A year and a half ago, an Orthodox Jewish woman from Belgium reached out to Jew in the City. There were crews in her city, filming something for Netflix about Hasidic Jews. She was worried that it wasn’t going to end well. She noted that there were locals, from the Hasidic community, who were working with the crew, as consultants and actors. She said that the crew seemed nice and genuinely interested in their way of life, but she was told that the story has to have some fiction in it to make it “interesting.”
While I’m feeling great about Netflix’s new Jewish Matchmaking show, premiering this Wednesday, May 3 (it has wonderful representation of all Jews), anyone who has followed our content for the last few years knows that I have had my gripes with Netflix’s depictions of Jews in the past. So when this Flemish woman reached out, I was concerned.
Those concerns lay dormant in my mind until a colleague sent a trailer right before Passover for a new Netflix series about Hasidic Jews, set in Belgium, called Rough Diamonds. “Diamonds are in our blood,” proclaims Sarah, the matriarch of the family in the trailer. Already uneasy, that line didn’t sit so well with me. Jews being seen as money-obsessed is not the best look for our people.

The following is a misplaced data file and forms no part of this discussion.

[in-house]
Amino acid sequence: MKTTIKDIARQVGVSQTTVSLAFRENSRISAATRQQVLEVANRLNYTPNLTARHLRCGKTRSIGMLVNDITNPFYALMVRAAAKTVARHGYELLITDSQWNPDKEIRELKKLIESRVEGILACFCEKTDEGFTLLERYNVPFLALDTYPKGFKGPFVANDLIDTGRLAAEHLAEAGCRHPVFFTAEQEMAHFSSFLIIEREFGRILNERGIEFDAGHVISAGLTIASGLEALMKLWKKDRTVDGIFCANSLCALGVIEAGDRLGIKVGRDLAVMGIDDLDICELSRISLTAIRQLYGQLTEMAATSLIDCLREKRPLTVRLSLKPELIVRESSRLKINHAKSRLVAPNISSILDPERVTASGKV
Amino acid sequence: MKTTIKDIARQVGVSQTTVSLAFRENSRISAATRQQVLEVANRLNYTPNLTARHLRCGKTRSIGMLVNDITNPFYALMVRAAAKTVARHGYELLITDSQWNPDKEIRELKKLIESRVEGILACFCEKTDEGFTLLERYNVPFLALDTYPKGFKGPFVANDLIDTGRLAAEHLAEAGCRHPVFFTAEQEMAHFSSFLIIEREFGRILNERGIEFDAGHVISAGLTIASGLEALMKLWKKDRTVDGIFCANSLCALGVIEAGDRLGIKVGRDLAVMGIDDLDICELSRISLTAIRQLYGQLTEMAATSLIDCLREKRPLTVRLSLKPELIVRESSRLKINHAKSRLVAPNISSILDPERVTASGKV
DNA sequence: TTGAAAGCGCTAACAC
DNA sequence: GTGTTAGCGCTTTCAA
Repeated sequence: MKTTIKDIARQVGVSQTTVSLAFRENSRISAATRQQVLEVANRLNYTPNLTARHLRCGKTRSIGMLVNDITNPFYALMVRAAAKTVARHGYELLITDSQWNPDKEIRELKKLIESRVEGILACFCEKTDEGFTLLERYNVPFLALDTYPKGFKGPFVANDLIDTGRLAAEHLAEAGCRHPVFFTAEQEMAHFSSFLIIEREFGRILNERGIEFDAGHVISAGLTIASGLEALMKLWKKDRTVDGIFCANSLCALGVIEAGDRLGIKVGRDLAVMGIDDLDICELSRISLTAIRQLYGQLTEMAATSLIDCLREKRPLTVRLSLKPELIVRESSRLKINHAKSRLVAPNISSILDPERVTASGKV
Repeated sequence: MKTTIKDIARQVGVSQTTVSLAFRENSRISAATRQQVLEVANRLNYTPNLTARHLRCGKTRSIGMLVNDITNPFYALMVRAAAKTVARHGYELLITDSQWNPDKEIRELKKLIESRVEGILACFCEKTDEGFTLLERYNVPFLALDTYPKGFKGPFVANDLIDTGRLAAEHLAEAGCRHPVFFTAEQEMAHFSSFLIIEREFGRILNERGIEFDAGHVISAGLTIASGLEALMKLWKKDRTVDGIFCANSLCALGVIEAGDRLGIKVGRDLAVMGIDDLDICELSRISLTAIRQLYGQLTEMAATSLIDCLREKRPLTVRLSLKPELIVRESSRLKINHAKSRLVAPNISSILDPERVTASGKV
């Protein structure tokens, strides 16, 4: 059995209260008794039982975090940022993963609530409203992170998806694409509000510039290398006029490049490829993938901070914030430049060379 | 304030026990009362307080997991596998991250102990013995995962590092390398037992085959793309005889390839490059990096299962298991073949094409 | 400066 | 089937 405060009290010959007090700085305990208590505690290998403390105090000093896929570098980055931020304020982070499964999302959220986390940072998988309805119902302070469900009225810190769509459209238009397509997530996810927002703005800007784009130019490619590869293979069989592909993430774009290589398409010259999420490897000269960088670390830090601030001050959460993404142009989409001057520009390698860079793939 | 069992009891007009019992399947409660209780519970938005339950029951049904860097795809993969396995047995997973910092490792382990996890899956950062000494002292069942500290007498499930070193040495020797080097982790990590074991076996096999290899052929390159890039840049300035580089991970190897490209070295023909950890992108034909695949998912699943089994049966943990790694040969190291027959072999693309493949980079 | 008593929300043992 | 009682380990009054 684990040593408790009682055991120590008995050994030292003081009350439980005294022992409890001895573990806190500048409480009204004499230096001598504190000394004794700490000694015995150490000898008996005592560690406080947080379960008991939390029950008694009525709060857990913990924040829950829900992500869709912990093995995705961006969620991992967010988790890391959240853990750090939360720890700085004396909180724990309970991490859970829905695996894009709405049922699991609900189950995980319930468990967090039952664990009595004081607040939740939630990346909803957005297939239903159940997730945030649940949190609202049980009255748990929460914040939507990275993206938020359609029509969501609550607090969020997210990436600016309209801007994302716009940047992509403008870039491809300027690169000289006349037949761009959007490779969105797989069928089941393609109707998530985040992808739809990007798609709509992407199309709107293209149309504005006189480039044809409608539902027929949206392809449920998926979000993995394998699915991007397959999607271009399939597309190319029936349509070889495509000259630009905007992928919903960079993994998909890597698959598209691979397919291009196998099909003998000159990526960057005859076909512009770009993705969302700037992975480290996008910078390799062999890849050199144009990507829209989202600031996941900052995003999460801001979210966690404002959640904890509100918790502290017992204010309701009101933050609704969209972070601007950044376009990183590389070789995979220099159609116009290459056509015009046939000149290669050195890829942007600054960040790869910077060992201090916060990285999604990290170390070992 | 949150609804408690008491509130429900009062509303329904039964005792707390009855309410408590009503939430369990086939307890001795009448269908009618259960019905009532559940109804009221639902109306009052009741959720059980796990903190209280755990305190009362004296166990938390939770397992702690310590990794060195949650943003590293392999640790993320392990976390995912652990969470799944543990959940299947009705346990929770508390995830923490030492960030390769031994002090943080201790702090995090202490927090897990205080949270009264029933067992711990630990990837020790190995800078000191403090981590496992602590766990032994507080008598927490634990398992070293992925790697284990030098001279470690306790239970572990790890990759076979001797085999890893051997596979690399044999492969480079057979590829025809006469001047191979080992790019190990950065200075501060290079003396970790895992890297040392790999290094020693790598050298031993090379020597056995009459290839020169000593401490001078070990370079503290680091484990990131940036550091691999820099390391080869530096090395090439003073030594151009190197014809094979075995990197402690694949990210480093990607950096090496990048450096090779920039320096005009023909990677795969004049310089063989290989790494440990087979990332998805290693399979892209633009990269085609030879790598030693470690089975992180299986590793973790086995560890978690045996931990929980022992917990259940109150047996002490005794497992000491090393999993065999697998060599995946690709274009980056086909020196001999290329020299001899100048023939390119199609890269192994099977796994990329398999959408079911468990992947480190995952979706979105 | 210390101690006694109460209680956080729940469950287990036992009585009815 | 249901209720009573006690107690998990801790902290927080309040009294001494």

I began watching the show. First, I noticed some authentic rituals being practiced, which was a win. Then, the opening episode gets pretty dramatic, to the tune of a main character (Yanki) committing suicide, due to a gambling addiction. Now, I’m sure this has happened in some Hasidic family somewhere – but this is not a common occurrence. Yes, TV needs to be exciting in order to be entertaining. The question is, when dealing with such an unknown and rather closed off community, that is the most attacked minority group out there, how important is its representation? (Hint: Very!)
I started noticing some facial hair on some of the extras that didn’t look authentic. I hit pause and looked into who was cast in these roles. It was nearly all non-Jewish actors. The producers said they wanted the Flemish to be authentic. I didn’t love that. Why is authentic Flemish more important than authentic Yiddish?